[Screen It]


(2021) (Jodie Foster, Tahar Rahim) (R)

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Drama: A lawyer takes on the habeas corpus case of a 9/11 suspect who's been held by the U.S. at Guantanamo Bay for years despite no charges being leveled against him.

It's November 2001 and Mohamedou Ould Slahi (TAHAR RAHIM) is attending a family wedding back in his home country of Mauritania when he's detained by local authorities in the belief that he's tied to the 9/11 terrorist attacks in America earlier that fall. Years later, lawyer Nancy Hollander (JODIE FOSTER), who's been given the liberty of selecting a pro bono case to work on, chooses to represent Mohamedou or, more accurately, the principle of habeas corpus.

And that's because not long after his arrest, Mohamedou was shipped to the U.S. prison facility at Guantanamo Bay where he's been held for years without a single official charge brought against him. Along with her younger coworker, Teri Duncan (SHAILENE WOODLEY), Nancy travels to meet the man and then begins working through files associated with his detainment. At the same time, Colonel Stu Couch (BENEDICT CUMBERBATCH) -- who lost a close friend in those terrorist attacks -- has been ordered to prosecute the alleged co-conspirator of the attacks.

But he finds that his former classmate and current friend Neil Buckland (ZACHARY LEVI), along with every other federal agent, doesn't want Stu to have access to the full records on the case and instead -- following orders directly from the White House -- wants a swift conviction.

As time passes and Nancy continues to battle roadblocks put in her way, Stu finds himself increasingly frustrated by his inability to get all the facts he believes he needs to win without the potential for any sort of appeal or mistrial.

OUR TAKE: 6 out of 10

I've always been fascinated by -- but never took the time to delve deeply into the reasons why -- the fact that the United States has a military base in Cuba, especially after Castro took control, the Bay of Pigs invasion, the Cuban Missile Crisis, and the strained relations ever since.

It turns out, for those who don't know, that a leasing agreement was made back in 1903 for American mining and naval operations there, with updates to that in 1934 and 1973, but no amendment regarding a fixed expiration date of that lease.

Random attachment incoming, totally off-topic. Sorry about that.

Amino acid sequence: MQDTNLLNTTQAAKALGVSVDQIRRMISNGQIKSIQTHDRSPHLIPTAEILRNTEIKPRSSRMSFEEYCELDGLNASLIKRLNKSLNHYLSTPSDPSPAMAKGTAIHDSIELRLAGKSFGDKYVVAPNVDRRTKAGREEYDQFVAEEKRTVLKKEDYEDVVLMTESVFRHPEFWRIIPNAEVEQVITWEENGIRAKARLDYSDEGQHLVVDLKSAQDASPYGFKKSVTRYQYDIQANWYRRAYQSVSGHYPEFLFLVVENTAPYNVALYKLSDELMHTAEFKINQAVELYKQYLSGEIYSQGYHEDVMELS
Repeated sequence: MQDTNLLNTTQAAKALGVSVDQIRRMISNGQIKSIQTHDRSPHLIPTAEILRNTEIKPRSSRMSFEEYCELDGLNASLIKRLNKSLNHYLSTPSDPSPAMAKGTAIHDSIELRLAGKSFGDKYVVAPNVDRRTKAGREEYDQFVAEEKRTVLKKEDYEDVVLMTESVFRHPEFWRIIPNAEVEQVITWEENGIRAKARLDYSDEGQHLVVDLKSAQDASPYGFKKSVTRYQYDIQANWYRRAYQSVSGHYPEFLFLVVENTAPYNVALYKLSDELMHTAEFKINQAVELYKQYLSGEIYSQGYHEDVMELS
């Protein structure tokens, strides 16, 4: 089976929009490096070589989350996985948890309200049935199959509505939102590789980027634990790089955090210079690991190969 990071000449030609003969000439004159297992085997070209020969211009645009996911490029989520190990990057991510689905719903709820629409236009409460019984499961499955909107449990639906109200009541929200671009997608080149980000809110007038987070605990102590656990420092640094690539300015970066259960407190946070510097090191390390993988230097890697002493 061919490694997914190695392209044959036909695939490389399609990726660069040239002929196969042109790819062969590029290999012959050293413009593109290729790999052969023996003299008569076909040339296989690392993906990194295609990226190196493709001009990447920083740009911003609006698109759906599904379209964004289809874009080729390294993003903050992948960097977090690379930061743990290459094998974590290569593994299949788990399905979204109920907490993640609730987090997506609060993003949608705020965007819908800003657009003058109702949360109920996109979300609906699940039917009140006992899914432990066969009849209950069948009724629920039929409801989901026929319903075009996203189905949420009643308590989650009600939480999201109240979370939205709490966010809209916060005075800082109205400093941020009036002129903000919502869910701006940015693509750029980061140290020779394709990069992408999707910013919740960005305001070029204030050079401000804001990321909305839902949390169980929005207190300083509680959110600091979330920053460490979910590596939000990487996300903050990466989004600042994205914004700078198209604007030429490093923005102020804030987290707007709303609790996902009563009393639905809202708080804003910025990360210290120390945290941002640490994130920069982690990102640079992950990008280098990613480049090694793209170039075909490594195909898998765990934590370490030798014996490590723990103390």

Things became more complicated following the 9/11 terrorist attacks when President George W. Bush's administration established the Guantanamo Bay detention camp there in 2002, where alleged enemy combatants were held for questioning and, we later learned, torture in the name of the war on terrorism.

One such prisoner who was held there was Mohamedou Ould Salahi, a man born in Mauritania, educated in Germany, and who trained in an al Qaeda camp in Afghanistan to try to help topple the communist government (a common enemy of the U.S. at that time).

Due to those connections, he was suspected of involvement in the LAX bombing attempt and then the 9/11 attacks the following year. Like others, he was held at Gitmo -- despite no official charges being leveled against him -- but in his case, that was for 14 years until lawyer Nancy Hollander finally managed to get him freed.

Their tale and the directly related attempts to uphold the principle of habeas corpus is the focus of "The Mauritanian," a decent if not as powerful as expected and certainly a familiar-sounding and feeling drama about justice and law run amok and efforts to right the system.

The tale is familiar since we've (unfortunately) seen plenty of legal dramas about citizens wrongly imprisoned and/or not being afforded due process for the crime they've allegedly committed. And that includes the lawyer or legal team who/that run the risk of professional and sometimes personal ruin in taking on such cases in the usual David vs. Goliath sort of fashion.

What's somewhat surprising, considering some of the heightened elements, is that this otherwise solid offering -- from director Kevin Macdonald and screenwriters M.B. Traven, Rory Haines, and Sohrab Noshirvani who've adapted Ould Salahi's 2015 memoir "Guantanamo Diary" -- isn't as brilliant or strong as one might otherwise expect. Yes, it has the requisite outrage over the abuse of power and the overstepping of boundaries as well as the horrific use of torture for intel and a (forced) confession.

And it has a great cast, with Tahar Rahim terrifically playing Ould Salahi, Jodie Foster as Hollander, Shailene Woodley as her younger associate, and Benedict Cumberbatch as Lt. Colonel Stuart Couch, the Marine Corps judge advocate ordered to prosecute the case no matter what (and with a personal, vested interest in the outcome).

The director and writers thankfully avoid the standard A-to-Z linear playbook of such offerings by having the story jump around through time. And like previous legal dramas, the element of whether the suspect is indeed possibly guilty hangs over the proceedings, and Hollander makes note of that, but is more driven by defending the Constitution than ensuring that her client ends up free.

Despite that and then switching gears to a degree upon the discovery of additional information, Foster's character comes off as the least interesting of the bunch and it's possible that what siphons away some of the film's thunder. Whatever the case/explanation, while I was engaged with the characters and story, I never felt as enthralled as I felt like I should have been. And for that reason, "The Mauritanian" rates just as a 6 out of 10.

Reviewed February 3, 2021 / Posted February 19, 2021

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